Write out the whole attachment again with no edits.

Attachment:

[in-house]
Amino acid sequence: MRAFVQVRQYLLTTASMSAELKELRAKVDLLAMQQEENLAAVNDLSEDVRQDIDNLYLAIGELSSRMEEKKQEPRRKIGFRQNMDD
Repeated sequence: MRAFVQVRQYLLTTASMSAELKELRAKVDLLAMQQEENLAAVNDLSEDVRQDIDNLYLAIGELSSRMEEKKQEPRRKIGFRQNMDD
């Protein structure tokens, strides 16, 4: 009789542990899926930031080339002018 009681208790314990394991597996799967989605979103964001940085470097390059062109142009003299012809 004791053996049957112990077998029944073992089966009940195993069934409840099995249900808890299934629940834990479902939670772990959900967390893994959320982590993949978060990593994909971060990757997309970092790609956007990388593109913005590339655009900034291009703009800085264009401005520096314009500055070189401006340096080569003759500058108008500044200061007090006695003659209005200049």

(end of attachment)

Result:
[in-house]
Amino acid sequence: MRAFVQVRQYLLTTASMSAELKELRAKVDLLAMQQEENLAAVNDLSEDVRQDIDNLYLAIGELSSRMEEKKQEPRRKIGFRQNMDD
Repeated sequence: MRAFVQVRQYLLTTASMSAELKELRAKVDLLAMQQEENLAAVNDLSEDVRQDIDNLYLAIGELSSRMEEKKQEPRRKIGFRQNMDD
């Protein structure tokens, strides 16, 4: 009789542990899926930031080339002018 009681208790314990394991597996799967989605979103964001940085470097390059062109142009003299012809 004791053996049957112990077998029944073992089966009940195993069934409840099995249900808890299934629940834990479902939670772990959900967390893994959320982590993949978060990593994909971060990757997309970092790609956007990388593109913005590339655009900034291009703009800085264009401005520096314009500055070189401006340096080569003759500058108008500044200061007090006695003659209005200049």